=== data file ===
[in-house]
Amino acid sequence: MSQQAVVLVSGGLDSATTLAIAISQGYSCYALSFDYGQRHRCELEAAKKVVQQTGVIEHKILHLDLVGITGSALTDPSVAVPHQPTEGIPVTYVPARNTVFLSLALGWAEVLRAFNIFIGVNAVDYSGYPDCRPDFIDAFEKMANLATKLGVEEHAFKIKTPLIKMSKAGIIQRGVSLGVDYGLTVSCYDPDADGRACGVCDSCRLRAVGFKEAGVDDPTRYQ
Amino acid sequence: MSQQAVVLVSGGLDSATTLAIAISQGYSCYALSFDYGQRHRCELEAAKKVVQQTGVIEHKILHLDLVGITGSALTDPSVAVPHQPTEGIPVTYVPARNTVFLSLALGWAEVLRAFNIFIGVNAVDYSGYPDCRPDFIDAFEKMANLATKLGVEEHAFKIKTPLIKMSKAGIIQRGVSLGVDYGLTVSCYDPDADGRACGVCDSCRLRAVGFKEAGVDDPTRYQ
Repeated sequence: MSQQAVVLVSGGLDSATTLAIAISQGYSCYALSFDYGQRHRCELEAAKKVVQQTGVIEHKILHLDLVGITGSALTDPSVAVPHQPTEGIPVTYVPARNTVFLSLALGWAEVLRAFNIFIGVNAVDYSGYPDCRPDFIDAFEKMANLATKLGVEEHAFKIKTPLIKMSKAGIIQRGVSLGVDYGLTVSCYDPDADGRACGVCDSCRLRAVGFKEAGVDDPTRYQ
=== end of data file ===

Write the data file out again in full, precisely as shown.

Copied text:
[in-house]
Amino acid sequence: MSQQAVVLVSGGLDSATTLAIAISQGYSCYALSFDYGQRHRCELEAAKKVVQQTGVIEHKILHLDLVGITGSALTDPSVAVPHQPTEGIPVTYVPARNTVFLSLALGWAEVLRAFNIFIGVNAVDYSGYPDCRPDFIDAFEKMANLATKLGVEEHAFKIKTPLIKMSKAGIIQRGVSLGVDYGLTVSCYDPDADGRACGVCDSCRLRAVGFKEAGVDDPTRYQ
Amino acid sequence: MSQQAVVLVSGGLDSATTLAIAISQGYSCYALSFDYGQRHRCELEAAKKVVQQTGVIEHKILHLDLVGITGSALTDPSVAVPHQPTEGIPVTYVPARNTVFLSLALGWAEVLRAFNIFIGVNAVDYSGYPDCRPDFIDAFEKMANLATKLGVEEHAFKIKTPLIKMSKAGIIQRGVSLGVDYGLTVSCYDPDADGRACGVCDSCRLRAVGFKEAGVDDPTRYQ
Repeated sequence: MSQQAVVLVSGGLDSATTLAIAISQGYSCYALSFDYGQRHRCELEAAKKVVQQTGVIEHKILHLDLVGITGSALTDPSVAVPHQPTEGIPVTYVPARNTVFLSLALGWAEVLRAFNIFIGVNAVDYSGYPDCRPDFIDAFEKMANLATKLGVEEHAFKIKTPLIKMSKAGIIQRGVSLGVDYGLTVSCYDPDADGRACGVCDSCRLRAVGFKEAGVDDPTRYQ